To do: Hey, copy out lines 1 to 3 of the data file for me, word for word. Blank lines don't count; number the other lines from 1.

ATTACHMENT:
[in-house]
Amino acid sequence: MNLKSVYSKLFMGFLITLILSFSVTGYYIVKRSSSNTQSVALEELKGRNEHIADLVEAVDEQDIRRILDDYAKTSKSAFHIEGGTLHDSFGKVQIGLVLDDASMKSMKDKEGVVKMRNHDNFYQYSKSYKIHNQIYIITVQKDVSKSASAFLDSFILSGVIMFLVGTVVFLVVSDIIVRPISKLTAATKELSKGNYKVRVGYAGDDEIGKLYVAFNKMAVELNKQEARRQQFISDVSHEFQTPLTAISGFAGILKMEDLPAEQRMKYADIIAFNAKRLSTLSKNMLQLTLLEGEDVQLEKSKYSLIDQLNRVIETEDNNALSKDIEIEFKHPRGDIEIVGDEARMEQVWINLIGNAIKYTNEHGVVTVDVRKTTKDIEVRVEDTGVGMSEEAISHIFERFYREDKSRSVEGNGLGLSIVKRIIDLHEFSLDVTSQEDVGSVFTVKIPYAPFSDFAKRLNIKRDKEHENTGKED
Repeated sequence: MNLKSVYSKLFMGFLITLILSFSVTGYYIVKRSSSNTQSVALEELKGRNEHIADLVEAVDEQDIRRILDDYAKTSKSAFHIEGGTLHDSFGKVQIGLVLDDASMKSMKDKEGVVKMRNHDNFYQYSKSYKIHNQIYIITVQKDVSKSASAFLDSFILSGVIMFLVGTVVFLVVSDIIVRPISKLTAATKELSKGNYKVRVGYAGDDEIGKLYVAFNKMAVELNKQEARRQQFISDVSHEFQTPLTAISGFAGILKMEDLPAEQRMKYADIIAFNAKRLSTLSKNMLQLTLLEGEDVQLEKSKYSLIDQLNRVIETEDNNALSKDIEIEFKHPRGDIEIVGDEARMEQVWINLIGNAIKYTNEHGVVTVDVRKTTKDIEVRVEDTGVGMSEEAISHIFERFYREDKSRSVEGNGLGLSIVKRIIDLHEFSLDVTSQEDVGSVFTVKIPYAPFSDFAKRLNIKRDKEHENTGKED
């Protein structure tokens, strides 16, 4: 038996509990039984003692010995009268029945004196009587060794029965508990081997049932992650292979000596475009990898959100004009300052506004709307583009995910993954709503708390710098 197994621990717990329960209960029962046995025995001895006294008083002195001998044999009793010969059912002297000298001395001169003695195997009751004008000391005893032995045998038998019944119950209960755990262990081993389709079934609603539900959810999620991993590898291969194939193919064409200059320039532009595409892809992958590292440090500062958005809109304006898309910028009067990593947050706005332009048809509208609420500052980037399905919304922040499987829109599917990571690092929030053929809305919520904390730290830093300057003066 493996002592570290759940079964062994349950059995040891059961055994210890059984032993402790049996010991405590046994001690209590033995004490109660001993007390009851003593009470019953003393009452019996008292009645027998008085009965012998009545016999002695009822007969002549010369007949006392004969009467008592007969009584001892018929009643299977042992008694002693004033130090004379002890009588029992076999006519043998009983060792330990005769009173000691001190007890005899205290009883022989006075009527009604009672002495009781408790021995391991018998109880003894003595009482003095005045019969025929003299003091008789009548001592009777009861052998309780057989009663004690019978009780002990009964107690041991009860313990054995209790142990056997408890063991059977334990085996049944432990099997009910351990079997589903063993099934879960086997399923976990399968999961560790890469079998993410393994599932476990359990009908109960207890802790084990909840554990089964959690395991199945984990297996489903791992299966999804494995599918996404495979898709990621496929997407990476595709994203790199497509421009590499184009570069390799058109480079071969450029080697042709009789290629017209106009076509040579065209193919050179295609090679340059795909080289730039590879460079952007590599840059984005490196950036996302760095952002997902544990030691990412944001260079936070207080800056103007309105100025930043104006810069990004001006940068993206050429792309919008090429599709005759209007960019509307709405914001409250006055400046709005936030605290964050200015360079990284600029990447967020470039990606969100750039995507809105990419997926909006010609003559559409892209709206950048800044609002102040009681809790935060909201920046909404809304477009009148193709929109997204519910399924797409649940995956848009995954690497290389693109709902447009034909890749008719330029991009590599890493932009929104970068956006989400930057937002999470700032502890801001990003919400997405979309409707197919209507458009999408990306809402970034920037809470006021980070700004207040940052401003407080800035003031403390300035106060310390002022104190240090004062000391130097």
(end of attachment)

[in-house]
Amino acid sequence: MNLKSVYSKLFMGFLITLILSFSVTGYYIVKRSSSNTQSVALEELKGRNEHIADLVEAVDEQDIRRILDDYAKTSKSAFHIEGGTLHDSFGKVQIGLVLDDASMKSMKDKEGVVKMRNHDNFYQYSKSYKIHNQIYIITVQKDVSKSASAFLDSFILSGVIMFLVGTVVFLVVSDIIVRPISKLTAATKELSKGNYKVRVGYAGDDEIGKLYVAFNKMAVELNKQEARRQQFISDVSHEFQTPLTAISGFAGILKMEDLPAEQRMKYADIIAFNAKRLSTLSKNMLQLTLLEGEDVQLEKSKYSLIDQLNRVIETEDNNALSKDIEIEFKHPRGDIEIVGDEARMEQVWINLIGNAIKYTNEHGVVTVDVRKTTKDIEVRVEDTGVGMSEEAISHIFERFYREDKSRSVEGNGLGLSIVKRIIDLHEFSLDVTSQEDVGSVFTVKIPYAPFSDFAKRLNIKRDKEHENTGKED
Repeated sequence: MNLKSVYSKLFMGFLITLILSFSVTGYYIVKRSSSNTQSVALEELKGRNEHIADLVEAVDEQDIRRILDDYAKTSKSAFHIEGGTLHDSFGKVQIGLVLDDASMKSMKDKEGVVKMRNHDNFYQYSKSYKIHNQIYIITVQKDVSKSASAFLDSFILSGVIMFLVGTVVFLVVSDIIVRPISKLTAATKELSKGNYKVRVGYAGDDEIGKLYVAFNKMAVELNKQEARRQQFISDVSHEFQTPLTAISGFAGILKMEDLPAEQRMKYADIIAFNAKRLSTLSKNMLQLTLLEGEDVQLEKSKYSLIDQLNRVIETEDNNALSKDIEIEFKHPRGDIEIVGDEARMEQVWINLIGNAIKYTNEHGVVTVDVRKTTKDIEVRVEDTGVGMSEEAISHIFERFYREDKSRSVEGNGLGLSIVKRIIDLHEFSLDVTSQEDVGSVFTVKIPYAPFSDFAKRLNIKRDKEHENTGKED